Module 2 and Module 3 of the Wildlife Series cover the issues of international frameworks, such as CITES, and criminal justice responses to wildlife trafficking. In this section, this module will only address flora-specific aspects of regulation, enforcement, and prevention.
In the 1970s, 1980s and most of the 1990s, illegal logging was an international non-issue. The illegal timber trade was called “undocumented trade” in the 1994 International Timber Trade Agreement. Illegal timber gained traction on the international political agenda in the late 1990s (Kleinschmit et al., 2016). In contrast, the illegal exploitation of non-timber flora has never been high on the global agenda. As noted at the beginning of this module, the general awareness about illegal trade in flora is still low.
Some examples of international regulations and policy documents since the late 1990s specifically addressing the illegal trade in flora are the following:
1997: G8 Action Program on Forests. Illegal logging is one of five focus areas
2000: The establishment of the UN forum on Forests (UNFF)
2005-2007: The establishment of the REDD+ and the UN-REDD programme (Reducing emissions from deforestation and forest degradation)
2014: The New York Declaration on Forests (NYDF)
2015: Paris Climate Agreement
2015: UN Sustainable Development Summit
Apart from multilateral agreements, in 2005 the EU established the Forest Law Enforcement, Governance and Trade (FLEGT) Action Plan to address the problem of illegal logging. One of its key elements is the use of Voluntary Partnership Agreements (VPAs), which are bilateral agreements between the EU and a timber-exporting country that aim to ensure that only legally harvested timber is imported into the EU (European Commission, n.d.).
Countries have developed different approaches to the enforcement of flora-related legislation. In some countries where illegal exploitation of wild flora is widespread and professionalized, there is general awareness among law enforcement officials about illegal exploitation. In other countries, illegal timber and forest crime may be treated as trade and compliance issues. Since the 1972 United Nations Conference on the Human Environment, the number and breadth of environmental laws has grown dramatically. Nevertheless, environmental laws are often not enforced, let alone enforced with criminal sanctions. Legislation sometimes lack clear standards, or enforcement agencies lack necessary mandates and capacity. Moreover, implementing agencies are often underfunded and politically weak in comparison to ministries responsible for economic or natural resource development (Bruch, 2019).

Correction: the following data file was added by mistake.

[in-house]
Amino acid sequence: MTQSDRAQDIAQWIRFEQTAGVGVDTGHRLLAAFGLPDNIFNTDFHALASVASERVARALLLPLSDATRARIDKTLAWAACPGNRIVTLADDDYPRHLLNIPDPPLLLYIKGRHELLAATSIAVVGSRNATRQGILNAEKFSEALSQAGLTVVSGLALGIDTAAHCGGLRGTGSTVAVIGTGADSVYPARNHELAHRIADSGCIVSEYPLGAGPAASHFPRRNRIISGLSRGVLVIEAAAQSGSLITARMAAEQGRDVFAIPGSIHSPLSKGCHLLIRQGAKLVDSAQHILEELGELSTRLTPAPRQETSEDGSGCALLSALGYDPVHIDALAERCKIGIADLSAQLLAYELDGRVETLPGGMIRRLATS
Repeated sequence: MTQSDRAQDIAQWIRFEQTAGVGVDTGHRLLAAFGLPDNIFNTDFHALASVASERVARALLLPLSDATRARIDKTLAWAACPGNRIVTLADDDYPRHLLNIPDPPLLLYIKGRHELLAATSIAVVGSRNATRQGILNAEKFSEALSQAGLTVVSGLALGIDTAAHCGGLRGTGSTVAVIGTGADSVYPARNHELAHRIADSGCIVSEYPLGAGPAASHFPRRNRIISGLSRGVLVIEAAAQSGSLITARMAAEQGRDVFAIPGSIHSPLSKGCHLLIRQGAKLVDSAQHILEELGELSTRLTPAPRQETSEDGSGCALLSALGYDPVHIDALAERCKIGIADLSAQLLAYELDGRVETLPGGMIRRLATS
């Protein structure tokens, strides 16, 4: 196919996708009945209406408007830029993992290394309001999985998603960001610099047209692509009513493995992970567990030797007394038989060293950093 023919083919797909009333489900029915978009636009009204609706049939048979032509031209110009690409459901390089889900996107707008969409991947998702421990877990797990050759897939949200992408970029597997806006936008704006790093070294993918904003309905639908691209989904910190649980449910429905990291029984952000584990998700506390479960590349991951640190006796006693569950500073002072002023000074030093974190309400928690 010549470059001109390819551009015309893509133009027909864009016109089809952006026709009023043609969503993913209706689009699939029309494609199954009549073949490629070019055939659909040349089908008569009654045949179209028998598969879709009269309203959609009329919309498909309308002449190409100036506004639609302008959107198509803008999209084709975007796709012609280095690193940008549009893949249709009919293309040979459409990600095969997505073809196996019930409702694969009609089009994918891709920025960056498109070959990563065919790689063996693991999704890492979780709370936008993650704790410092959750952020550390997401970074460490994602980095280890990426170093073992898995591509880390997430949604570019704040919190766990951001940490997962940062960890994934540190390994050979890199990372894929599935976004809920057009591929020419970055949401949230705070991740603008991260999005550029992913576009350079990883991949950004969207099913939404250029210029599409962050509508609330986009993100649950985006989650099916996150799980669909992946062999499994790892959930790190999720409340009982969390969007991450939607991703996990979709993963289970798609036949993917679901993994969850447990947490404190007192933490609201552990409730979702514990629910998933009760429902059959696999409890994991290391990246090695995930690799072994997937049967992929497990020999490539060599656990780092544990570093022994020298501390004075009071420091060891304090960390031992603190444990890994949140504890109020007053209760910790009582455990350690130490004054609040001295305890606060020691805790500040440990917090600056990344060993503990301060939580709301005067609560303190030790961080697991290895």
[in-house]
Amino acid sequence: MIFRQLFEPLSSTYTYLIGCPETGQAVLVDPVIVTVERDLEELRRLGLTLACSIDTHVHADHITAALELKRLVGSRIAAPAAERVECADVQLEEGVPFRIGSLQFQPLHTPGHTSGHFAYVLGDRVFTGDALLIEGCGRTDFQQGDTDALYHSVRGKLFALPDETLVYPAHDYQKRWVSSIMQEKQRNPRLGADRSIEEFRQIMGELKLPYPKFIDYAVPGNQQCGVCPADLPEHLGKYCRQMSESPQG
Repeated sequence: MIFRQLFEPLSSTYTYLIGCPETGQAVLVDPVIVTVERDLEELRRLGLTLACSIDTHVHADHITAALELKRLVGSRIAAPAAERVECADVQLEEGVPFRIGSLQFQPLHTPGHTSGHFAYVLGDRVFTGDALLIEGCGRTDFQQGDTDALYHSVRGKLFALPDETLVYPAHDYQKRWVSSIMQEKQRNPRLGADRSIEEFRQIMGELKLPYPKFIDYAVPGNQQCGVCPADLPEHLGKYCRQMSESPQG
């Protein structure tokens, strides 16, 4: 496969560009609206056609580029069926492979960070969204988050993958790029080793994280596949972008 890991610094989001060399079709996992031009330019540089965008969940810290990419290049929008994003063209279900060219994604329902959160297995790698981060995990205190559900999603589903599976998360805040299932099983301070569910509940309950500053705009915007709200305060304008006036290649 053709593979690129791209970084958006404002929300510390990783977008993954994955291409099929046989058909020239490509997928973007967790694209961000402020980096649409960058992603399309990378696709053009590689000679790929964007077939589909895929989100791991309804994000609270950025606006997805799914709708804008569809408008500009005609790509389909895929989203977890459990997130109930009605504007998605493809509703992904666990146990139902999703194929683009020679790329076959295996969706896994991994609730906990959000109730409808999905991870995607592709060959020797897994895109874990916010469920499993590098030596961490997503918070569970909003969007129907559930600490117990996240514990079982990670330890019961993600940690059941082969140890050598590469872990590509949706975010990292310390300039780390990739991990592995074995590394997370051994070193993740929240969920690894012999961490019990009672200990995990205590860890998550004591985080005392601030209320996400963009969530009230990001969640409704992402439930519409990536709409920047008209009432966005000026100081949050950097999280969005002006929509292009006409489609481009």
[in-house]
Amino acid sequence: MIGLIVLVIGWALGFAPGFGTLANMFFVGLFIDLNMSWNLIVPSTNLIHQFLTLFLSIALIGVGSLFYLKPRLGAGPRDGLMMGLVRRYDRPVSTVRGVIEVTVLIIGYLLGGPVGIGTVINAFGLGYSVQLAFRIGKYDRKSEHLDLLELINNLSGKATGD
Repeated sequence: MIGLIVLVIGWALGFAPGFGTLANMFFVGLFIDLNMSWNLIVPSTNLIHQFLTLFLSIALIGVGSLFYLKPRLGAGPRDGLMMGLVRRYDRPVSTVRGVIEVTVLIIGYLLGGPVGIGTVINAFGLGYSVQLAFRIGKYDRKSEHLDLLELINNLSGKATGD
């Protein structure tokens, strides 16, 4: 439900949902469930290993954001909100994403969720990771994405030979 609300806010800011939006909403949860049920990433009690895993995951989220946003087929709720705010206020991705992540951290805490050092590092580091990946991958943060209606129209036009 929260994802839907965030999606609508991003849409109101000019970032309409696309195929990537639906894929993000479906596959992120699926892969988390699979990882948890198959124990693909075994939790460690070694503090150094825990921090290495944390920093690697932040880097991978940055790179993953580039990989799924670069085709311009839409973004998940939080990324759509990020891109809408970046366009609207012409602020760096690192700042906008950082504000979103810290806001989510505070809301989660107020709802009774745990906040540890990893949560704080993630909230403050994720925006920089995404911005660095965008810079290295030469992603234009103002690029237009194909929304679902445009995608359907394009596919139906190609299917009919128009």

In 2014, the authorities in Singapore seized 29,434 logs from Madagascar, which amounted to 3,235 tons of Malagasy rosewood (Dalbergia spp.), a species protected under Appendix II of (CITES) since 2013. The shipment of logs was not accompanied by CITES documents. Moreover, an embargo on all timber/rosewood exports from Madagascar had been put in place in 2010. The timber was shipped despite the export ban.
The seizure of the Malagasy rosewood logs in Singapore was the equivalent to more than half of all rosewood seized in the decade prior to the seizure. The value of the smuggled timber was estimated at USD 50 million.
The importing individual and the company they worked for were both prosecuted for illegally importing CITES-listed timber. The defence of the accused argued that an import permit was not required, because the rosewood was only transiting Singapore.
The seizure led to a series of court cases in Singapore. Ultimately, in 2019, the Court of Appeal in Singapore ruled that the rosewood in question was not actually imported but was in transit, and thus the charges for illegal importation of the logs could not stand. As a result, the charges against the importer and their firm for importing the logs without a permit were dropped. The court also ordered Singaporean authorities to return the rosewood to the importer.